I’ve never seen a sociological analysis of the tattoo trend, although I bet one exists. In default, I would return to Kurt Vonnegut’s explanation of the Granfalloon in his book, Cat’s Cradle.

Vonnegut defined a Granfalloon as “a proud and meaningless association of human beings.” His example is Hoosiers in Indiana, but it could just as well be Gators, Badgers or Wolverines.

These associations can actually bring about happiness, Vonnegut argued, and can help people lead contented lives. Nevertheless, they are based on a rather flimsy foundation of fantasy and myth.

In the Vonnegut novel, a wise and worshipped character who created the term had this to say about it: “If you wish to study a Granfalloon, just remove the skin of a toy balloon.”

Here’s another dollop of American culture that’s bound to have at least a few of us folding our arms and saying: Hmmmmm. It’s the concept of parents pushing their children in strollers when it looks like the kid may be old enough to run a fairly competitive 50-yard dash.

This is quite common in New York, according to the blogger who follows this stuff. But you also see a lot of it in theme parks among parents who don’t want the hassle of chasing their kids from one ride to another or worse, losing track of them.

Is this the latest incarnation of the child “leash” that captured the imagination of parents a generation ago? Maybe, and this illustrates true beauty of American society – always pushing and prodding one another toward the Next Great Idea.

The envy of the world. But hey – can any of this stuff be copyrighted?

Some people were unsettled by the celebrations that erupted last week over the death of Osama Bin Laden.

On the night of the announcement, we saw people marching through the streets waving the flag, or even hanging from trees shouting joyously. In a way, it eerily echoed the sort of revelry that goes on when a sports team wins a world championship.

Not everyone was swept up in the event, however. Christian bloggers weighed the issue with some thoughtful reserve. An interesting sample came from Roger Olson who writes a blog discussing his “theological musings.”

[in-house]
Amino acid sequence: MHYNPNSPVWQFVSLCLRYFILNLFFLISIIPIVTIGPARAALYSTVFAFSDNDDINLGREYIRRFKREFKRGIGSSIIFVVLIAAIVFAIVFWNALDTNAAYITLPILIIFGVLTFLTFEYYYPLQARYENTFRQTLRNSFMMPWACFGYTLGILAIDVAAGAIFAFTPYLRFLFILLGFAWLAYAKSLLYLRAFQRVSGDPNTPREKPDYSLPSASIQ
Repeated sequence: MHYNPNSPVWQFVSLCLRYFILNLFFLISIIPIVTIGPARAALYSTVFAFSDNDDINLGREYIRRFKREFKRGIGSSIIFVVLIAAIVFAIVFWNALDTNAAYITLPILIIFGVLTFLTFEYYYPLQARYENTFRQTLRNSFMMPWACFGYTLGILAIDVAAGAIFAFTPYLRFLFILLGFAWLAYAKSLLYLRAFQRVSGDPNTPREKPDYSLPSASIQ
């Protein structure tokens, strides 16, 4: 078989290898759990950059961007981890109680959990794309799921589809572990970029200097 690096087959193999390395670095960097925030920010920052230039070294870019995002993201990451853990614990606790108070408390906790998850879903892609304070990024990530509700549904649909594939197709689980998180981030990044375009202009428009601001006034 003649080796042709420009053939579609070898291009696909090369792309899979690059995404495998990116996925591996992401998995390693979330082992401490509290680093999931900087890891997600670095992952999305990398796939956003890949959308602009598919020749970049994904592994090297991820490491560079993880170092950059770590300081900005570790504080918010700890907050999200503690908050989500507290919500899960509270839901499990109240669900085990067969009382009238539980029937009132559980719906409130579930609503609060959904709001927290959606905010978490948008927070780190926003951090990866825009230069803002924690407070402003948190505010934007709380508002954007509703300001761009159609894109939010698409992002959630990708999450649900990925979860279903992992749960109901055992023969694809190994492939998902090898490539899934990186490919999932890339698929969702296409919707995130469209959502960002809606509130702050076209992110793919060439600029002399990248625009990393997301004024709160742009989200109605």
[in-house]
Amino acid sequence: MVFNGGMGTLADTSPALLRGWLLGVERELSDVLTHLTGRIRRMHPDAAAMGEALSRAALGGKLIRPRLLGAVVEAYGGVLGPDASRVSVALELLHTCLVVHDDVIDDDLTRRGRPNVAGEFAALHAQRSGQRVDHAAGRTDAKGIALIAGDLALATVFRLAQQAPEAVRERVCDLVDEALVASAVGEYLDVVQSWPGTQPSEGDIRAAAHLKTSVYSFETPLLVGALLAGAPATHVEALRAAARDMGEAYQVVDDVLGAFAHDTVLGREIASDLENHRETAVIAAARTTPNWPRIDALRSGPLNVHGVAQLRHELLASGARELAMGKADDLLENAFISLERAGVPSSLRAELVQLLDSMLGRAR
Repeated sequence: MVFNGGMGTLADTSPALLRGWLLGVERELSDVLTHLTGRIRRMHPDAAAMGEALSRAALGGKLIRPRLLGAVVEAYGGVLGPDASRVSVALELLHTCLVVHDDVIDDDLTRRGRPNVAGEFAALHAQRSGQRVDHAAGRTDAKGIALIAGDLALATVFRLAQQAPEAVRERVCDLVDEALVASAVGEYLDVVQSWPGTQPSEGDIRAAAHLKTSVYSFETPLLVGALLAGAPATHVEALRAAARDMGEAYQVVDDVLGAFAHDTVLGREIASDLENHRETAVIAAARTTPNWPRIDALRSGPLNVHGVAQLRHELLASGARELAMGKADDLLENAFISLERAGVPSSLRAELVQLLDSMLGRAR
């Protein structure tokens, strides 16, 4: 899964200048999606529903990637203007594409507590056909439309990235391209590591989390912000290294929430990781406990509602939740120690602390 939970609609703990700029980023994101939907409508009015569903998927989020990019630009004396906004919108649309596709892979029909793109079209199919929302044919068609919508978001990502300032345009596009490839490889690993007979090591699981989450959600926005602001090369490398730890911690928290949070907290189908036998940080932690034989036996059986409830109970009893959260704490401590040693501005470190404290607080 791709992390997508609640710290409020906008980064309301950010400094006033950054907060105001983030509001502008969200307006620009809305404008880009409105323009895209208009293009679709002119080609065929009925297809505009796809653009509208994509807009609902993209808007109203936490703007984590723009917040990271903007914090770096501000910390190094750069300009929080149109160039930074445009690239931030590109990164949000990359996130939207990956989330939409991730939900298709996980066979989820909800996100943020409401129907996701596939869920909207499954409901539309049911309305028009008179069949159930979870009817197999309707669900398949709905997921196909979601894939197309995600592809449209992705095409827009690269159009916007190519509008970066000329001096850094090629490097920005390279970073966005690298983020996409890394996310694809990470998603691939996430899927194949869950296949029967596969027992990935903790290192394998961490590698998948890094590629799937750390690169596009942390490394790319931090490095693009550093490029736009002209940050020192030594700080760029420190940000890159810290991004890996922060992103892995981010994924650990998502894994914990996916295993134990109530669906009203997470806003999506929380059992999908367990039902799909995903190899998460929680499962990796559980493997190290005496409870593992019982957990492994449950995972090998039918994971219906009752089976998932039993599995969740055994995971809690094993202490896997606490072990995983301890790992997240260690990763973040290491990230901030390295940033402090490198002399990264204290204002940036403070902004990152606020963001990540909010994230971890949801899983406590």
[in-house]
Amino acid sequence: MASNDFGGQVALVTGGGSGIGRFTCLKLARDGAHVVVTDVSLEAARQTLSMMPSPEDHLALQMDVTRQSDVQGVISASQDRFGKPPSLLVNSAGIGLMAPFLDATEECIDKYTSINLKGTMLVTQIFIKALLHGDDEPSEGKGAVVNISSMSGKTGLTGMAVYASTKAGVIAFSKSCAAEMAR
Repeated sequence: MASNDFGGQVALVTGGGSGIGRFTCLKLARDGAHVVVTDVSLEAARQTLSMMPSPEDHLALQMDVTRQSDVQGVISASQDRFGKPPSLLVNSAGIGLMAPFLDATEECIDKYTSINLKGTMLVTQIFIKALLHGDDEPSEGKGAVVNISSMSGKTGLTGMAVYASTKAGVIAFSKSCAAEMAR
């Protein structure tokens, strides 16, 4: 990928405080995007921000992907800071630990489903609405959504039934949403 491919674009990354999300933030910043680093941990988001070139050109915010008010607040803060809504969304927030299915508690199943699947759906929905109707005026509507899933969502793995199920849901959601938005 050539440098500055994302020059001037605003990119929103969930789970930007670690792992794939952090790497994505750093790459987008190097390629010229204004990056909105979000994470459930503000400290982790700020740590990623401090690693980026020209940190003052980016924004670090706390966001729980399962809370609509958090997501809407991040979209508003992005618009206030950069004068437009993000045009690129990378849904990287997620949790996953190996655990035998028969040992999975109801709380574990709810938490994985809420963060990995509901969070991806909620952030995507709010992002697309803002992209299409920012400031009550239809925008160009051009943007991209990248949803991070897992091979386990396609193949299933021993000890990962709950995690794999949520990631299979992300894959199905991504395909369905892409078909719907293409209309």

He asked: “Should Christians celebrate death?”

“These last two days America has been in a frenzy of celebration over the killing of one of our and humanity’s worst enemies,” he wrote. “Personally, I’m glad he’s dead IF that is the only alternative to him engineering more horrendous deaths through terrorism. Apparently it is. But I can’t celebrate. And I can’t understand Christians who do celebrate death ….”

Some found quotes from the Bible to support their viewpoint. There’s this from Proverbs 24:17-18: “Rejoice not when thine enemy falleth, and let not thine heart be glad when he stumbleth: lest the Lord see it, and it displease him, and he turn away his wrath from him.”

I’d add a comment from Shakespeare: “Discretion is the better part of valor.”

President Obama said during his 60 Minutes interview on Sunday that was careful “not to spike the football” with regard to the Bin Laden killing. But the administration certainly built up the drama leading to the announcement – you have to wonder if what was said at 11 p.m. couldn’t have been said at 4 p.m.

The tension was pretty thick and I wondered if the cable news talking heads would be able to fill in much longer as we waited and waited for Obama to step up to the podium.

The reaction on the streets was all perfectly healthy and normal, psychologists told the New York Times last week.

“Many of the sources of the joyous outburst were obvious: A clear victory after so many drawn-out conflicts,” the paper said. “A demonstration of American competence, and of consequences delivered. The public relations value of delivering a public blow to a worldwide terror network. And, it needs to be said, the timing: The news hit just as many bars were starting to clear out for the night. “

Colorado psychologist Tom Pyszczynski said the celebrations represented “pure existential release. Whether or not the killing makes any difference in the effectiveness of Al Qaeda hardly matters; defeating an enemy who threatens your worldview, the very values you believe are most protective, is the quickest way to calm existential anxiety.”

One thing is clear. Particularly for people in New York, this was as close to a moment of closure as they’ll ever get. It concluded one part of a war on terror that has had a lot of confusing twists and turns.

When President Bush first visited the smoldering ruins of the World Trade Center, he said: “They haven’t heard from us yet, but they will.”

The assumption was that the 9-11 attacks were the work of Bin Laden and Al Qaeda, but only a year later we learned that Public Enemy No. 1 was really Saddam Hussein and his backers in Iraq. Bin Laden, Bush said, had been marginalized.